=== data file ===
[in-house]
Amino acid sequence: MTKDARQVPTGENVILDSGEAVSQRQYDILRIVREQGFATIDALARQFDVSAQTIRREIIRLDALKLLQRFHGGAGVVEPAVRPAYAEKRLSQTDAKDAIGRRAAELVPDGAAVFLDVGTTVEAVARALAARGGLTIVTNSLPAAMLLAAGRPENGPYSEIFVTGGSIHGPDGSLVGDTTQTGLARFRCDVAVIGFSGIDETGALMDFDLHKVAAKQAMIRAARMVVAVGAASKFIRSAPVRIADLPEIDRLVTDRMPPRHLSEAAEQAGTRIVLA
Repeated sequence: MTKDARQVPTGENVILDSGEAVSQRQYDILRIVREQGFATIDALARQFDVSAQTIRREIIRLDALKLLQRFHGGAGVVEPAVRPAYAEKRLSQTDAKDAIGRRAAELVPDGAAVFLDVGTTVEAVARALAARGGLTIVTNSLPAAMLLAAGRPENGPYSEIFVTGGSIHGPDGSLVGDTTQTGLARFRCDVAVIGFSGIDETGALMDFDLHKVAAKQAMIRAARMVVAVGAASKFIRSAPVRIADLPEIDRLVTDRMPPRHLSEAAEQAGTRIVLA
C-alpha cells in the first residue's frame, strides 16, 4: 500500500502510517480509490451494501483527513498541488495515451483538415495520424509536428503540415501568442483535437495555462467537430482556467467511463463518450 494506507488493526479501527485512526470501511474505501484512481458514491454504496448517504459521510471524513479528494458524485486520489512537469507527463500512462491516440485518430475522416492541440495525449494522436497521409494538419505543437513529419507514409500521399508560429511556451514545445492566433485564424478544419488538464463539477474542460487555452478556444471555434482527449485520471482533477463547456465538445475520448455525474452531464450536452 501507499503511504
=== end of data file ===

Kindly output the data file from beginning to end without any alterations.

[in-house]
Amino acid sequence: MTKDARQVPTGENVILDSGEAVSQRQYDILRIVREQGFATIDALARQFDVSAQTIRREIIRLDALKLLQRFHGGAGVVEPAVRPAYAEKRLSQTDAKDAIGRRAAELVPDGAAVFLDVGTTVEAVARALAARGGLTIVTNSLPAAMLLAAGRPENGPYSEIFVTGGSIHGPDGSLVGDTTQTGLARFRCDVAVIGFSGIDETGALMDFDLHKVAAKQAMIRAARMVVAVGAASKFIRSAPVRIADLPEIDRLVTDRMPPRHLSEAAEQAGTRIVLA
Repeated sequence: MTKDARQVPTGENVILDSGEAVSQRQYDILRIVREQGFATIDALARQFDVSAQTIRREIIRLDALKLLQRFHGGAGVVEPAVRPAYAEKRLSQTDAKDAIGRRAAELVPDGAAVFLDVGTTVEAVARALAARGGLTIVTNSLPAAMLLAAGRPENGPYSEIFVTGGSIHGPDGSLVGDTTQTGLARFRCDVAVIGFSGIDETGALMDFDLHKVAAKQAMIRAARMVVAVGAASKFIRSAPVRIADLPEIDRLVTDRMPPRHLSEAAEQAGTRIVLA
C-alpha cells in the first residue's frame, strides 16, 4: 500500500502510517480509490451494501483527513498541488495515451483538415495520424509536428503540415501568442483535437495555462467537430482556467467511463463518450 494506507488493526479501527485512526470501511474505501484512481458514491454504496448517504459521510471524513479528494458524485486520489512537469507527463500512462491516440485518430475522416492541440495525449494522436497521409494538419505543437513529419507514409500521399508560429511556451514545445492566433485564424478544419488538464463539477474542460487555452478556444471555434482527449485520471482533477463547456465538445475520448455525474452531464450536452 501507499503511504